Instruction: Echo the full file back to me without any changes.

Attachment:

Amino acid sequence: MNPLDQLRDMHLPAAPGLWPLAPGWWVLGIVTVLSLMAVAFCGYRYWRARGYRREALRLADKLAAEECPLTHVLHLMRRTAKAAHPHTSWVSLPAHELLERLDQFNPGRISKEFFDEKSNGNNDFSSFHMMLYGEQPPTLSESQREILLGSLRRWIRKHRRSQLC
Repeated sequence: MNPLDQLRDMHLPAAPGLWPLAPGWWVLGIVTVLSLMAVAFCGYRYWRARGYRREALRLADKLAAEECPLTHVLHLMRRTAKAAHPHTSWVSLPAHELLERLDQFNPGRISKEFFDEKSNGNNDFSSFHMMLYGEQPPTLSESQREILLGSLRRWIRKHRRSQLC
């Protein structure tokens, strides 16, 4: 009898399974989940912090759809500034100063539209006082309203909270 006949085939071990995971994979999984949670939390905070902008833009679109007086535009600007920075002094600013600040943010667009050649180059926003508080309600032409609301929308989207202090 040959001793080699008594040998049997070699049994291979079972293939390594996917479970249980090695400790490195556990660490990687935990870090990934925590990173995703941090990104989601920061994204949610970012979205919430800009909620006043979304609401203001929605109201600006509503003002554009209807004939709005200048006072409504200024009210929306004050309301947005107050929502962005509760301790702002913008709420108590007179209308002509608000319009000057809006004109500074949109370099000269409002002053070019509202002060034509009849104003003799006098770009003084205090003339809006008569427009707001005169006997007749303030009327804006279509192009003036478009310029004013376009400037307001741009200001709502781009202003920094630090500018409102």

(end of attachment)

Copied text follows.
Amino acid sequence: MNPLDQLRDMHLPAAPGLWPLAPGWWVLGIVTVLSLMAVAFCGYRYWRARGYRREALRLADKLAAEECPLTHVLHLMRRTAKAAHPHTSWVSLPAHELLERLDQFNPGRISKEFFDEKSNGNNDFSSFHMMLYGEQPPTLSESQREILLGSLRRWIRKHRRSQLC
Repeated sequence: MNPLDQLRDMHLPAAPGLWPLAPGWWVLGIVTVLSLMAVAFCGYRYWRARGYRREALRLADKLAAEECPLTHVLHLMRRTAKAAHPHTSWVSLPAHELLERLDQFNPGRISKEFFDEKSNGNNDFSSFHMMLYGEQPPTLSESQREILLGSLRRWIRKHRRSQLC
């Protein structure tokens, strides 16, 4: 009898399974989940912090759809500034100063539209006082309203909270 006949085939071990995971994979999984949670939390905070902008833009679109007086535009600007920075002094600013600040943010667009050649180059926003508080309600032409609301929308989207202090 040959001793080699008594040998049997070699049994291979079972293939390594996917479970249980090695400790490195556990660490990687935990870090990934925590990173995703941090990104989601920061994204949610970012979205919430800009909620006043979304609401203001929605109201600006509503003002554009209807004939709005200048006072409504200024009210929306004050309301947005107050929502962005509760301790702002913008709420108590007179209308002509608000319009000057809006004109500074949109370099000269409002002053070019509202002060034509009849104003003799006098770009003084205090003339809006008569427009707001005169006997007749303030009327804006279509192009003036478009310029004013376009400037307001741009200001709502781009202003920094630090500018409102």